Mike Trout played 40 games in the majors last season, but with the Angels’ first base/corner outfield/designated hitter logjam already causing them to shop Bobby Abreu and move Mark Trumbo to third base there was no room for him in the lineup.
Today the team made official what has been expected all spring, optioning Trout to Triple-A.
Trout is universally regarded as one of the top three prospects in baseball along with Bryce Harper and Matt Moore, but while he’s probably one of the Angels’ nine best players already he’s also just 20 years old with zero experience at Triple-A and has been hurt/sick for much of camp.
Letting him knock around Pacific Coast League pitching for six weeks while the Angels sort out their roster isn’t the worst idea even if you think Trout is ready to thrive in the majors at 20. He’ll be called up for good soon enough and when that happens they’ll want to play him every day without worrying about playing time for the logjam of veteran bats.
Last season at Double-A he hit .326 with 11 homers, 33 steals, and a .958 OPS in 91 games, but Trout hit just .220 with five homers, four steals, and a .672 OPS in 40 games for the Angels.
Newsday’s Marc Carig reports that the Mets may move Asdrubal Cabrera to second base when he returns from the disabled list. Cabrera has been on the disabled list since June 13 with a sprained left thumb, but he’s expected to be activated on Friday.
Cabrera, 31, last played second base in 2014 with the Nationals. He has played shortstop exclusively as a Met the last two seasons. Jose Reyes would continue to play shortstop if the Mets were to go through with the position change. Cabrera would displace T.J. Rivera, who has been playing second base in place of the injured Neil Walker.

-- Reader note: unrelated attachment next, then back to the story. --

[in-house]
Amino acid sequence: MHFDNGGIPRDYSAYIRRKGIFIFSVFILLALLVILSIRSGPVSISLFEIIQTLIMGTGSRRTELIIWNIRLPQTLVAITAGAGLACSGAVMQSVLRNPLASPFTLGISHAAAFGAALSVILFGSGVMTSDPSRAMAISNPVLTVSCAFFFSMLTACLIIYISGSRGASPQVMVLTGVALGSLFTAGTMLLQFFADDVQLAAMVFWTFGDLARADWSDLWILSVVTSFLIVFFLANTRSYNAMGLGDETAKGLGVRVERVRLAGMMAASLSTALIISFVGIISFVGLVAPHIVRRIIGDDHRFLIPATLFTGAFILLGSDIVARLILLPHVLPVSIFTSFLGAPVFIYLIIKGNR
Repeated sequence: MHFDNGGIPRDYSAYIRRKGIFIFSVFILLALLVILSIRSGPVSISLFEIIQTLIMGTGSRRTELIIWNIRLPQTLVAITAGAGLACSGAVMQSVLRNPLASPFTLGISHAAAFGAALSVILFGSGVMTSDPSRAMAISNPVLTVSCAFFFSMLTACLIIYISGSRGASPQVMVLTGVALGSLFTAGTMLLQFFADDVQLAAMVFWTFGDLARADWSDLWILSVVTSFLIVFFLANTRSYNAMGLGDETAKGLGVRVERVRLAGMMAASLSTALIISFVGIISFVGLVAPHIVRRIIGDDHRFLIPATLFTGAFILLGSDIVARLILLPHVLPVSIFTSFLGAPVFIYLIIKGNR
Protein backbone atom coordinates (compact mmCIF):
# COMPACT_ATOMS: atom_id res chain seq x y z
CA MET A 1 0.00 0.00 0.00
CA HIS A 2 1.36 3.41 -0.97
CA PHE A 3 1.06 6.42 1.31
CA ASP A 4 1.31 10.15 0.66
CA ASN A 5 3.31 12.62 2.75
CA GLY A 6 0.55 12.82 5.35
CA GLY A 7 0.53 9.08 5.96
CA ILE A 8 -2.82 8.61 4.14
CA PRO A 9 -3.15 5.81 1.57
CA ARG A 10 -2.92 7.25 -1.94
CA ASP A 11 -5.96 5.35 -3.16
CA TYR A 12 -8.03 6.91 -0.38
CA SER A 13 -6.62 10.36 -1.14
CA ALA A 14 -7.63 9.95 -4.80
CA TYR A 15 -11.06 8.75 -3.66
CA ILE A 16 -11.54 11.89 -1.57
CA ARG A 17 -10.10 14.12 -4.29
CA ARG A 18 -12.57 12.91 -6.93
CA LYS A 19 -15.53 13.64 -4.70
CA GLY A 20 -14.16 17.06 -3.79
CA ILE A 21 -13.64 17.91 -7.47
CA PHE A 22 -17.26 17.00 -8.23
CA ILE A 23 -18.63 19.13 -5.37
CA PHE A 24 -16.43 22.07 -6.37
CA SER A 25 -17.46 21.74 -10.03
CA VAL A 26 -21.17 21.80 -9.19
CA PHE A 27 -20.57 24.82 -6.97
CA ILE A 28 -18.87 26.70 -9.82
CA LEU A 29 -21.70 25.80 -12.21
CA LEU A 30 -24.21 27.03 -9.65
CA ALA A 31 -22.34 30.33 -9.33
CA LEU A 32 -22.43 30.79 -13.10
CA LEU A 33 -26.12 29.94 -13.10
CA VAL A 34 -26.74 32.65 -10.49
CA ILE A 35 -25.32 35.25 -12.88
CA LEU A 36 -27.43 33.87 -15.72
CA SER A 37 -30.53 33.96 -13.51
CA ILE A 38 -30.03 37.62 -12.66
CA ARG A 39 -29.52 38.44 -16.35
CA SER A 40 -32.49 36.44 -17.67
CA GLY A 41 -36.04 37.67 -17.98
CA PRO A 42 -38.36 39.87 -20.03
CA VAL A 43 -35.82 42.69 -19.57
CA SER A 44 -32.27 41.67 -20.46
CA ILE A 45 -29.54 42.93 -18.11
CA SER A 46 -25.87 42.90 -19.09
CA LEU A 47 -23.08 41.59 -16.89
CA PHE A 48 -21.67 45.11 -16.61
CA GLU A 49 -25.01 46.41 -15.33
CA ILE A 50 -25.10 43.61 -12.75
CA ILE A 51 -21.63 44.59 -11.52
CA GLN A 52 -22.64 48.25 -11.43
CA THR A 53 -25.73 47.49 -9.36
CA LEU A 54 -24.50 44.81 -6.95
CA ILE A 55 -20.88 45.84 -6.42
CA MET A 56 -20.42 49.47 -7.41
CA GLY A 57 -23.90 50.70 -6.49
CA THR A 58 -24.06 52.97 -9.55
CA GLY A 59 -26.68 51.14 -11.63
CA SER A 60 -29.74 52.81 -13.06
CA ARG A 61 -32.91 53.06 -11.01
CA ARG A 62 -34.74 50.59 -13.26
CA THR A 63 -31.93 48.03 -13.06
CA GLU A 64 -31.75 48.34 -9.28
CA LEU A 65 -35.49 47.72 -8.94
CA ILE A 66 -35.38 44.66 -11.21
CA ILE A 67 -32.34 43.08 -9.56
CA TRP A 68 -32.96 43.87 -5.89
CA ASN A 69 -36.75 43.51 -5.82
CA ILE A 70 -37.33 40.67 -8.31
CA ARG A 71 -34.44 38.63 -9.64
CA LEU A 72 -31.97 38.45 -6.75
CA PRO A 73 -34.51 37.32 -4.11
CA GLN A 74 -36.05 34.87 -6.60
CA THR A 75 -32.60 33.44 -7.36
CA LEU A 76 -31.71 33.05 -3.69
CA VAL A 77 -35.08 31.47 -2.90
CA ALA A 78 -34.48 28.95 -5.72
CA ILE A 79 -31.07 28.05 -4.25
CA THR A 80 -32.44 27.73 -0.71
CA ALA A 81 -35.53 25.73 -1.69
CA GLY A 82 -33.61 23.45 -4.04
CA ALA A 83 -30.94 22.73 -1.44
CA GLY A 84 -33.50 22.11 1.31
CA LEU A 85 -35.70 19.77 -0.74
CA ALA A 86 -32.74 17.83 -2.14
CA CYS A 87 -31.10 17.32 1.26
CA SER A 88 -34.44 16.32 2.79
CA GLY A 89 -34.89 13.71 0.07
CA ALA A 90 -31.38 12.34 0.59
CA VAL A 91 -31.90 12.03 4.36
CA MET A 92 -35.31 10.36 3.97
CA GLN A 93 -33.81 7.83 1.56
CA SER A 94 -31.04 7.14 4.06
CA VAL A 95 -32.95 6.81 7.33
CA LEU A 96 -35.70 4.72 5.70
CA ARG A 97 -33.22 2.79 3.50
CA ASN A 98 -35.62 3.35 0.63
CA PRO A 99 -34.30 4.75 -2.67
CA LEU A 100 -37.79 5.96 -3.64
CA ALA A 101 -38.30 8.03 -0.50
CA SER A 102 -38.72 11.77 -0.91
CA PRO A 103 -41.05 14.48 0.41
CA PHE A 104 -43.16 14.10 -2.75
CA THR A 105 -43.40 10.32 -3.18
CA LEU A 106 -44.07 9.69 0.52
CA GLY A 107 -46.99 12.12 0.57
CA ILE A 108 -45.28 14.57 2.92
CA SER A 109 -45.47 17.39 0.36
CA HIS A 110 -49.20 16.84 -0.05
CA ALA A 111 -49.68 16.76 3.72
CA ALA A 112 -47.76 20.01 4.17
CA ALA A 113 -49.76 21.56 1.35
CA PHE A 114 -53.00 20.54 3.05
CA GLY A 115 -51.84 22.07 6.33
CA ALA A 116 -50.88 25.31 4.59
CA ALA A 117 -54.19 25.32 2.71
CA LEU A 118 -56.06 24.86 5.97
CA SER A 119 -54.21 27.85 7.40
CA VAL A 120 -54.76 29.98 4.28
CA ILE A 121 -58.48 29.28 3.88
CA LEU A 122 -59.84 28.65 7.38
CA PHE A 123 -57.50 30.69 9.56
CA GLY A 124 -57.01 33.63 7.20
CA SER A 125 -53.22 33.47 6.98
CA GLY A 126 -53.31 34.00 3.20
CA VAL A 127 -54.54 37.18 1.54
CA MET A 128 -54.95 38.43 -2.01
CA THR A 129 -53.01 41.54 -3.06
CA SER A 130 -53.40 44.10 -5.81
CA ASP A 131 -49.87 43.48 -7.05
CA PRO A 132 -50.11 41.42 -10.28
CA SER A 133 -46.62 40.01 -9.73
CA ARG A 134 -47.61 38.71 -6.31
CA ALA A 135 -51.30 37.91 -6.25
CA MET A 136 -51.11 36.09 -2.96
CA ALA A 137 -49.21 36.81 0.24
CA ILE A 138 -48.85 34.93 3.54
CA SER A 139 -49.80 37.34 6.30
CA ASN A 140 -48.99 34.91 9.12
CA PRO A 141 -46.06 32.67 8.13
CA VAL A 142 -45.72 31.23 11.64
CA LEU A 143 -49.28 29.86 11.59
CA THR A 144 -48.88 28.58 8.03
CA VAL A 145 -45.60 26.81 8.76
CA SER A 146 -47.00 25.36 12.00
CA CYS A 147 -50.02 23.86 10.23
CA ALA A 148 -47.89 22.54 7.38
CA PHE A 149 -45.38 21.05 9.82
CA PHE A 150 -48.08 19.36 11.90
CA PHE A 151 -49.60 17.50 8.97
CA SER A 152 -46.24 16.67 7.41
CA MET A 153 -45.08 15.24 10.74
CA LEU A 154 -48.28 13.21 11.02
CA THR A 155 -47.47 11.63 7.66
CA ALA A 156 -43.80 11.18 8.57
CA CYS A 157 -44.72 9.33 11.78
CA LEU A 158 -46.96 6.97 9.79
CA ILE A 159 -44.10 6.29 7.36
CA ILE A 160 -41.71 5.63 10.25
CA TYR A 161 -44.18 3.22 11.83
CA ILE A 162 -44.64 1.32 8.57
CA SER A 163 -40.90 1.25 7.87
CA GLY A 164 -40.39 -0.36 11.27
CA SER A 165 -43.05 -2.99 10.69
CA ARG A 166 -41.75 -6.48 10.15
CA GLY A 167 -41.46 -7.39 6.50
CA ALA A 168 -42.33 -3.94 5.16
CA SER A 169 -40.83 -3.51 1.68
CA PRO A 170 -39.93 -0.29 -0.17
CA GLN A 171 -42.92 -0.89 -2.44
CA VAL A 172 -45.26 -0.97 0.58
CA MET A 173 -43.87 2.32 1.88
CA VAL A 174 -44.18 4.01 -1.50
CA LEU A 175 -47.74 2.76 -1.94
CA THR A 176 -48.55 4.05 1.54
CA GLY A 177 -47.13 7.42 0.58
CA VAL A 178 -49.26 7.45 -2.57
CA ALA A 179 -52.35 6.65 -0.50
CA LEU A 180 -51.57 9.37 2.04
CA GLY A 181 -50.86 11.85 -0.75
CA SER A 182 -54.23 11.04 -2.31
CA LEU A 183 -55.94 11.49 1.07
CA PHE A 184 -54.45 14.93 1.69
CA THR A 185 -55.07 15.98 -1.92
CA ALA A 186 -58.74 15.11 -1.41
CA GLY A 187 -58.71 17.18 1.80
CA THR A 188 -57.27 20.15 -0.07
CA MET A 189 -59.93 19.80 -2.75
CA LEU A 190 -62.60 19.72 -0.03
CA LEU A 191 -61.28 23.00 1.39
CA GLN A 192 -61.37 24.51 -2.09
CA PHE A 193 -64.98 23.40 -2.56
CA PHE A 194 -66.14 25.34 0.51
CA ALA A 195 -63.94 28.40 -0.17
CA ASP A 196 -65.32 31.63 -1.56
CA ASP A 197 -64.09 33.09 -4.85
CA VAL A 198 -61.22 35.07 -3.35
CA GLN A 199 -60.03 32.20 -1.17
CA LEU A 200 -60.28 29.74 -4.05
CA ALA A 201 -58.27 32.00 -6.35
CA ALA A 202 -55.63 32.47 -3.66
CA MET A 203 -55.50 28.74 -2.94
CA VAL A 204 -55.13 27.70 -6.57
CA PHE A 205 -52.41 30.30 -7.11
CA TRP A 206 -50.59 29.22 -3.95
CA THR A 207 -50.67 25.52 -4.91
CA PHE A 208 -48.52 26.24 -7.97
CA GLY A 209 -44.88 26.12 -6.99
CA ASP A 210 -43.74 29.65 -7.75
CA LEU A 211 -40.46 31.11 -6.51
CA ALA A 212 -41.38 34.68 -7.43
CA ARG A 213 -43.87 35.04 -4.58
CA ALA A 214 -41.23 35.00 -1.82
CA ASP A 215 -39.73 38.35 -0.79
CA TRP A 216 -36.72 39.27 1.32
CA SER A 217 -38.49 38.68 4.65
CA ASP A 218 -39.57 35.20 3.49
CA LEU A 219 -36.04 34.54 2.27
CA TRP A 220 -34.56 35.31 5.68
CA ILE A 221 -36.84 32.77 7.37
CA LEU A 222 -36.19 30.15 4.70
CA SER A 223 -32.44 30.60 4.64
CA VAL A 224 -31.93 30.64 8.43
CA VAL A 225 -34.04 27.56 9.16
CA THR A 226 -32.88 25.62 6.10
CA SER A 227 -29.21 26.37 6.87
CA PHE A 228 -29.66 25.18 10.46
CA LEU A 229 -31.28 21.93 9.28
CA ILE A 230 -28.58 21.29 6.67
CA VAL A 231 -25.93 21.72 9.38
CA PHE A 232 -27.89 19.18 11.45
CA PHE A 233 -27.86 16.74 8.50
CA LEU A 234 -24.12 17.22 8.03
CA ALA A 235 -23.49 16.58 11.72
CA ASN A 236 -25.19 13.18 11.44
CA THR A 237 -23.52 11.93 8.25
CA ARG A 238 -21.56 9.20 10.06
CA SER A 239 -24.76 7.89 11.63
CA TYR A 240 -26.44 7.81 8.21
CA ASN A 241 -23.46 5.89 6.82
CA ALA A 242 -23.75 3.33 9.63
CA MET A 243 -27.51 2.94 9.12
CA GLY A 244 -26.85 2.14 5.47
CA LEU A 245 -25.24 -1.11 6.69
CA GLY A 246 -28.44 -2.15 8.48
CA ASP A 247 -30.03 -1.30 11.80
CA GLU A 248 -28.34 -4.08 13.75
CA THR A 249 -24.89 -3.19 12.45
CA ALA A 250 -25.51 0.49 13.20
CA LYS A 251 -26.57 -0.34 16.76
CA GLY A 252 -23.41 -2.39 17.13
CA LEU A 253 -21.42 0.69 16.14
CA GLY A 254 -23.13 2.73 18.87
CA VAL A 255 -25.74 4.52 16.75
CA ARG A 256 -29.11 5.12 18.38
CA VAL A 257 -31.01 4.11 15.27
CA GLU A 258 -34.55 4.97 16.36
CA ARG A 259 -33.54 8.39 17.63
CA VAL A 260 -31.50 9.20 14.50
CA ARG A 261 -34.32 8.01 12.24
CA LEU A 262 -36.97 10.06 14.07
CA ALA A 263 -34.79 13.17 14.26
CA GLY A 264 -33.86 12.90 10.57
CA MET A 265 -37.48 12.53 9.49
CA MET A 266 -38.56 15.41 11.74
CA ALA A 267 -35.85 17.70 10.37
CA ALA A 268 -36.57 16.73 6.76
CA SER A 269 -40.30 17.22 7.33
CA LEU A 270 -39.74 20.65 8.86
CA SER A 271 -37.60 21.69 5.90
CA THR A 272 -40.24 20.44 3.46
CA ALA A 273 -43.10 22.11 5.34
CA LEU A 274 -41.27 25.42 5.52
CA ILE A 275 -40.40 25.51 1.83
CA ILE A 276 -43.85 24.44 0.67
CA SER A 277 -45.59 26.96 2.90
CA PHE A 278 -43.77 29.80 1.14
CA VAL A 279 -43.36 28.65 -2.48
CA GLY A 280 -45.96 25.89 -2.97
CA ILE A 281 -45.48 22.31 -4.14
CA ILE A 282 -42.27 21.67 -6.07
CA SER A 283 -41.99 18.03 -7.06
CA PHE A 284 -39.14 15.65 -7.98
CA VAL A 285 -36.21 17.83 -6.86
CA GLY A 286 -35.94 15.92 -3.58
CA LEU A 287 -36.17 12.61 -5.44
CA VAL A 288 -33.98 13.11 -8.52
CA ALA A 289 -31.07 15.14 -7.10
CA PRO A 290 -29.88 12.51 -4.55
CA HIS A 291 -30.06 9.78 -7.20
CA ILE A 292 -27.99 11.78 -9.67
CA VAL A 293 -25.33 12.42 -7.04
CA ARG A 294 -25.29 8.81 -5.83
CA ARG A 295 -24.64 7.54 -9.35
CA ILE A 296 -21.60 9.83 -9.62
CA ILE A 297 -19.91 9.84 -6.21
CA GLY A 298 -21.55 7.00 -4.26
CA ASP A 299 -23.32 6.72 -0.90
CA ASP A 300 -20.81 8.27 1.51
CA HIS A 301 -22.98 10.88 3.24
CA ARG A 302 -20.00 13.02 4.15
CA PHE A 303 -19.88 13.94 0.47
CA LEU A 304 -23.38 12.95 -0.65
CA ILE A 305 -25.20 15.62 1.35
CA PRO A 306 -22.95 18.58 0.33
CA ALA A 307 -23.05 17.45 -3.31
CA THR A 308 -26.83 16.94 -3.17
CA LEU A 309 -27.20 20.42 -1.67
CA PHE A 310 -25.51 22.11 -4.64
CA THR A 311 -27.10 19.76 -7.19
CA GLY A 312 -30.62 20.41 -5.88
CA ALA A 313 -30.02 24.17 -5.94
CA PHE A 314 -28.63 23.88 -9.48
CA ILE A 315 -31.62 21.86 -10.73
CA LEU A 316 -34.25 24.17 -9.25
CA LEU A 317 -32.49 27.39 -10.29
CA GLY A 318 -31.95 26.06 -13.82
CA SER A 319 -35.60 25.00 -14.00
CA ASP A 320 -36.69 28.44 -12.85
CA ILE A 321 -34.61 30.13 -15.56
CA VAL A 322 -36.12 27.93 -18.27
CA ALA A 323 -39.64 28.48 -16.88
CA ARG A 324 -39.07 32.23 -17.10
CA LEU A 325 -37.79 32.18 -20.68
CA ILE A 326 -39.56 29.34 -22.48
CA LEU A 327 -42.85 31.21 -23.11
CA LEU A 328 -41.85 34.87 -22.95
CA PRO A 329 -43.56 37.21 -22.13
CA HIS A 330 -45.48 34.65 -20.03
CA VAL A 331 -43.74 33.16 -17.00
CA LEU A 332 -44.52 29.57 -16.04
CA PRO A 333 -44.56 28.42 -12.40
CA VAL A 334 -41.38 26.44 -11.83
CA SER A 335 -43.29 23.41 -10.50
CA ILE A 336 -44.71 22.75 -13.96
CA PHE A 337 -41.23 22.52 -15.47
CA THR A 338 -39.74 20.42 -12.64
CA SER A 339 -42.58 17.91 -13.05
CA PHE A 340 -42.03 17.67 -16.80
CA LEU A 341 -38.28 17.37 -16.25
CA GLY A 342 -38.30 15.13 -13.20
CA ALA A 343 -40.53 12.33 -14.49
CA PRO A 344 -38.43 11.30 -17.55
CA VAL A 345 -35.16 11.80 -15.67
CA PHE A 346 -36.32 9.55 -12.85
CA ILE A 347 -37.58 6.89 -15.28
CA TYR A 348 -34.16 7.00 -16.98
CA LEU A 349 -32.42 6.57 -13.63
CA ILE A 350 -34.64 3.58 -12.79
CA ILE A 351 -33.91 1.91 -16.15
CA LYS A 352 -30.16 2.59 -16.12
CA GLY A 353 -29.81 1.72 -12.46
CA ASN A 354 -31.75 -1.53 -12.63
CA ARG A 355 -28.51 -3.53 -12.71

In 196 plate appearances this season, Cabrera is hitting .244/.321/.392 with six home runs and 20 RBI. He has made 11 defensive errors, which is tied for the third-most among shortstops behind Tim Anderson (16) and Dansby Swanson (12).
Brewers closer Corey Knebel set a modern major league record for relievers to start a season, as Thursday’s appearance marked his 38th consecutive appearance with a strikeout. He set down the side in order in the ninth inning, striking Josh Bell out to start the frame.
Aroldis Chapman held the record previously, recording a strikeout in his first 37 appearances of the season in 2014 with the Reds.
Knebel, 25, has flown under the radar despite having an incredibly good season. He moved into the closer’s role in mid-May when Neftali Feliz, now a free agent, struggled. After Thursday’s appearance, Knebel is 12-for-15 in save chances with a 0.96 ERA and a 65/17 K/BB ratio in 37 2/3 innings.